West Day Ever

It’s a small SwiftUI app, that displays Albums of Kanye West and a brief info about the artist.

Technical notes

Low level packages that don’t depend on any other package.

  • DesignKit: for common UI components and tokens
  • Networking: for making REST API request
  • Storage: for data persistency
  • Fetcher: an abstraction over Networking and Storage yet a totally stand alone package without depending on those two. It uses dependency inversion, by declaring the dependencies that fetcher needs in order to function properly. These dependencies will be injected either in the app or the feature packages. I only implemented a single behaviour which tryes to load local data first, then reaches out to the server to update the data.

Feature packages don’t depend on each other, but uses the low level packages.

  • Artist: contains logic and UI for fetching, storing and displaying artist info.
  • Album: contains logic and UI for fetching, storing and displaying albums info.
  • Track: contains logic and UI for fetching, storing and displaying tracks info.

Using dependency inversion also means there are some code duplication, however with proper design it’s barely noticable. In this small project it only resulted in two redundant types (ArtistId and AlbumId) and dupliction of protocol comformances like this:

extension CodableStorage: LocalSource {}
extension RequestLoader: RemoteSource {}

However, this enables to have a flat project dependency graph, so more packages can be built in parallel, which is a major win at a large scale project.

I used MVVM with no navigation pattern. In procudtion I’d rather use MVI with proper states, actions and reducers, however I felt the current implementation is clean enough and scalable as well.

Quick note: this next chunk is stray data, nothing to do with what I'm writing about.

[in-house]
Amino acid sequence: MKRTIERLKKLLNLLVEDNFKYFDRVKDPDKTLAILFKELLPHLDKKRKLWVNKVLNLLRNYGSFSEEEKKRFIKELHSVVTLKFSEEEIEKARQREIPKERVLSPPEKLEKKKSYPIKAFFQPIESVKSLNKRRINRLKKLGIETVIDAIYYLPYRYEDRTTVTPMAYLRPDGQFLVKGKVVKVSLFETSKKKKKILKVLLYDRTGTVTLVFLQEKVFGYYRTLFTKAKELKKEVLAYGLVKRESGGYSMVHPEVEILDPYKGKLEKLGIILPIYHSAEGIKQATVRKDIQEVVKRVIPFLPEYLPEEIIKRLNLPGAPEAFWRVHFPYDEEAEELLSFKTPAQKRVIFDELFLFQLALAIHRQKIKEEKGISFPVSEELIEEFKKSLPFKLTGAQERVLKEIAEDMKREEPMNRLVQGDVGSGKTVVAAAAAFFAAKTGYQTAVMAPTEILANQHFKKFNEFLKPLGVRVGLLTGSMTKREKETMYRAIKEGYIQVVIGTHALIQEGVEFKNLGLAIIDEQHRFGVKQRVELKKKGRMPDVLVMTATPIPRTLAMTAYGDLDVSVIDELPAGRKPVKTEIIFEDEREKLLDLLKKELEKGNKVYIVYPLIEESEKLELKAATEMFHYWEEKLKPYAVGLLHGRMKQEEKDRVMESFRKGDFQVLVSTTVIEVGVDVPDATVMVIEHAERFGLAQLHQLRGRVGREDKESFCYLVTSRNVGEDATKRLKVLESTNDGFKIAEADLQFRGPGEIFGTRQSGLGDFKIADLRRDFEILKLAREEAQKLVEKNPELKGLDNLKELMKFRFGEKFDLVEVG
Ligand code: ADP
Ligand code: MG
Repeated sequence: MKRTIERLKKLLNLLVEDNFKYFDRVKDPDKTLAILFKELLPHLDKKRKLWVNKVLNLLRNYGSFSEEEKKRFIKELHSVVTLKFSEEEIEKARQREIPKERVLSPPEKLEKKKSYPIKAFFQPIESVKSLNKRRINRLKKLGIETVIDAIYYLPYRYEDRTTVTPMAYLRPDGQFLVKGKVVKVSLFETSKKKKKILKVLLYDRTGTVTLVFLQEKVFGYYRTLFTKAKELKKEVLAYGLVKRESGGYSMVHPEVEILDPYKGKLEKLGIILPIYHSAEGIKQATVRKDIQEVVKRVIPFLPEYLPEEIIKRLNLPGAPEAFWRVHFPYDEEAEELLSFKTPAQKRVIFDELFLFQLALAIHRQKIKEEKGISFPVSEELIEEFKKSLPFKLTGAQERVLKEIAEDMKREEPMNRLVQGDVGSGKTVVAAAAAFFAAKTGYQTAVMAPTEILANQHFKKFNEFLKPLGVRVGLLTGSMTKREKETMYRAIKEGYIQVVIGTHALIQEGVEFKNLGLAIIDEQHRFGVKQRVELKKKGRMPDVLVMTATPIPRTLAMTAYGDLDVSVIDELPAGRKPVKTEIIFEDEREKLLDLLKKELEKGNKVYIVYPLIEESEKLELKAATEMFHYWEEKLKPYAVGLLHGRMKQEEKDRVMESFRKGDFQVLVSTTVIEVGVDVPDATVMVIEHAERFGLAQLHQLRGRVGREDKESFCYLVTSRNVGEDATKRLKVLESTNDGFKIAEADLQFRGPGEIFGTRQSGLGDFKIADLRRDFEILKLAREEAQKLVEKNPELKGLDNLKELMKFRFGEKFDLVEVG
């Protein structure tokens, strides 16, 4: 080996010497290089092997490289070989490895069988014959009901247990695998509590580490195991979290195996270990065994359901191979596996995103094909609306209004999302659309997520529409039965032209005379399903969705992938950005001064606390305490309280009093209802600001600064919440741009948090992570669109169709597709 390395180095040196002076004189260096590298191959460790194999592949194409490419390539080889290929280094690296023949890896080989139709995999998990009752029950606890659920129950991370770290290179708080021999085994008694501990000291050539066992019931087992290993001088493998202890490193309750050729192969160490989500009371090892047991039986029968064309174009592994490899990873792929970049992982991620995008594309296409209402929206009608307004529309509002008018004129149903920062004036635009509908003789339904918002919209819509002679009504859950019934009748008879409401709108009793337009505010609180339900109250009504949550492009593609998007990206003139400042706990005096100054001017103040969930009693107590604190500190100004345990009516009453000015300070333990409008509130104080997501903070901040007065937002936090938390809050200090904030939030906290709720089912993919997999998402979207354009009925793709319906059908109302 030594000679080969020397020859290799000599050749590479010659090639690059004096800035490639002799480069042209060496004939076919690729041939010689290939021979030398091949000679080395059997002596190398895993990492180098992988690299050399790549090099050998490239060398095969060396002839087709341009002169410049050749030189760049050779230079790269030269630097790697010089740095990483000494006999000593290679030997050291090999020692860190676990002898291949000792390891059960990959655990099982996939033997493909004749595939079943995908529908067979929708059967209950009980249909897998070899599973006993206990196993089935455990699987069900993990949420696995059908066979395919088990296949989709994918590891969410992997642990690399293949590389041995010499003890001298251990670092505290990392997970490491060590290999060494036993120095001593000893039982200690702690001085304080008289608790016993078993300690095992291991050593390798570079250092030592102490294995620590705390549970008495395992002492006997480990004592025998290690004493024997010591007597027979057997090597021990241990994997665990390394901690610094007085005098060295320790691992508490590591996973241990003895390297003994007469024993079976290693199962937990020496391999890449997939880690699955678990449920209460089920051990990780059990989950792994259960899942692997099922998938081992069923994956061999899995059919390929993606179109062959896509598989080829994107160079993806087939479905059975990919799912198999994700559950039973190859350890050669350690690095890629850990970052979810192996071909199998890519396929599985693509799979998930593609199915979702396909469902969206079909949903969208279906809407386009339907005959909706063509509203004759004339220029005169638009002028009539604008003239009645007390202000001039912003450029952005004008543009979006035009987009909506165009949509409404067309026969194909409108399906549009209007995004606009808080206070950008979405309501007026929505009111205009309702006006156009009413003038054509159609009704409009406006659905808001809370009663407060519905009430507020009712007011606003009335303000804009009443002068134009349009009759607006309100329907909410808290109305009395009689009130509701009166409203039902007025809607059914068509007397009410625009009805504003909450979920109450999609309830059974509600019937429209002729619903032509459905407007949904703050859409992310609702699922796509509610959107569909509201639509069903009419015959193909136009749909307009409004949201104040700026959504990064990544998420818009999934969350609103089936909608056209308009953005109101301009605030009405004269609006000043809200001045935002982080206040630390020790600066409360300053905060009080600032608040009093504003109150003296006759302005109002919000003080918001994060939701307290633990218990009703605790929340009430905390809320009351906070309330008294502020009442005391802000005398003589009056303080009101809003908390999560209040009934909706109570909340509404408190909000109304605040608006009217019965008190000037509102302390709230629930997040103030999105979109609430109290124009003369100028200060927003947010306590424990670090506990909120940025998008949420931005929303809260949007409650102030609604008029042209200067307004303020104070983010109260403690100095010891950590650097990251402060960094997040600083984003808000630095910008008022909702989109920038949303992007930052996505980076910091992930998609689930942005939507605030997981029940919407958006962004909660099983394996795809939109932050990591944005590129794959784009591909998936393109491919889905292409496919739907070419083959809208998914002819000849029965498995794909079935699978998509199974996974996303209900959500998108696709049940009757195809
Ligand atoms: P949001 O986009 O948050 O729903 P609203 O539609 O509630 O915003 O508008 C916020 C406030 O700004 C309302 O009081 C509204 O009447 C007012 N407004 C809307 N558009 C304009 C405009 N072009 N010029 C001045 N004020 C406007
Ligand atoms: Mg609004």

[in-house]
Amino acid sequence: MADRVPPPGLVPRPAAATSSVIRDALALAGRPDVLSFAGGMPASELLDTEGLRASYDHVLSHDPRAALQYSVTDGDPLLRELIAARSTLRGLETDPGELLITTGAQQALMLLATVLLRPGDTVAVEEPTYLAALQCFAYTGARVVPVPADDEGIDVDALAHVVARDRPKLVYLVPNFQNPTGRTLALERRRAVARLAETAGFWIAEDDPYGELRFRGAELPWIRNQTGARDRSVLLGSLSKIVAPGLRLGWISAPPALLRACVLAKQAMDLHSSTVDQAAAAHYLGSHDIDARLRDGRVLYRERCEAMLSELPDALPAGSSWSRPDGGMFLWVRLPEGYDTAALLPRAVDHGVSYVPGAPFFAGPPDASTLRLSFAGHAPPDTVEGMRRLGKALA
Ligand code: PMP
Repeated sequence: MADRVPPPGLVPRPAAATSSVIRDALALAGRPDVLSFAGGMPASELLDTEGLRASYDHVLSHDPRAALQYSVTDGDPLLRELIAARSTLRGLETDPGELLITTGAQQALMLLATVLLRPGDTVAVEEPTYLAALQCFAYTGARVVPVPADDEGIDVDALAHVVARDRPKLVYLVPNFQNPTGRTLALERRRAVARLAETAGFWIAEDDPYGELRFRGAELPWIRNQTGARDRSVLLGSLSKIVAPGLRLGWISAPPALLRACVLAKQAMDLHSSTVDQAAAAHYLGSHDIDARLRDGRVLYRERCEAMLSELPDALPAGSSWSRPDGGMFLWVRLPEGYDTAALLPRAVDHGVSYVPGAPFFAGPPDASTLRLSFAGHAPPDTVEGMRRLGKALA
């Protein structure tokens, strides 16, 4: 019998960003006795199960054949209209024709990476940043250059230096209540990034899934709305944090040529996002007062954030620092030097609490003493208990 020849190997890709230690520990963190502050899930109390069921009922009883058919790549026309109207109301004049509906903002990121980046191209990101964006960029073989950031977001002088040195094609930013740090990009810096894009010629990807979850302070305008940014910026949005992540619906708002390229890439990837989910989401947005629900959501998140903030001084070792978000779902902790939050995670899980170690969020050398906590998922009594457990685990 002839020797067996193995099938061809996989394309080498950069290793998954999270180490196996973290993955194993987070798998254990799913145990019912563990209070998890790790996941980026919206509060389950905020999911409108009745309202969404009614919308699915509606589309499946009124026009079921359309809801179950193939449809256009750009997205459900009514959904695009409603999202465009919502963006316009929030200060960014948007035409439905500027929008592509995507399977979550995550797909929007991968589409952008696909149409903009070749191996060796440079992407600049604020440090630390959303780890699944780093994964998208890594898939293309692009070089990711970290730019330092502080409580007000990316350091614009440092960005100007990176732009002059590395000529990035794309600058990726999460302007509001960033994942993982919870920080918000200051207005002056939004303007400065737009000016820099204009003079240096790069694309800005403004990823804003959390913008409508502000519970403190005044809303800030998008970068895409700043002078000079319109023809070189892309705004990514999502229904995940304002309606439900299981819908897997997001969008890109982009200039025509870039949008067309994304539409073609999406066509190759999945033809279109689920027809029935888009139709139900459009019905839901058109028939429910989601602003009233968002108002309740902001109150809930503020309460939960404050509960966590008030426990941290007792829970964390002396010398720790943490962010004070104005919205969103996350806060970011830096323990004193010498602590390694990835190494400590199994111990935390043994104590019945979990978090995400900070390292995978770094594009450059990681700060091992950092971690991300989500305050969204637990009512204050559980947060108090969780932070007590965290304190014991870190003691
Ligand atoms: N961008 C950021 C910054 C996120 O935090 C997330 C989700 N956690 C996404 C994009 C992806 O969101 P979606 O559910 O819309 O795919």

I didn’t write any tests, however I used POP & functional approach. Every layer has a Protocol to abstract them and most of the concrete implementation of those protocols can be initialised with an injected function that provides the working mechanism. That means it’s really easy to make stub implementations for testing. I created some stub implementation that also helps with SwiftUI previews.

I made both the protocols and the implementations generic. That might seem a bit verbose yet it helps with performance, as the layers can invoke each others methods with static dispatch instead of dynamic dispatch. The new Swift 5.6 already started encouraging developers to do so, by adding the any keyword.


The app supports Light and Dark mode, I put some effort to enhance accessibility capabilities like DynamicType and Voice over. It runs on macOS and iOS, supporting smaller and larger screens as well.

I was also experimenting with Actors, async/away and Tasks instead of using Combine. It seems like on the long term Swift concurrency will probably replace Combine:


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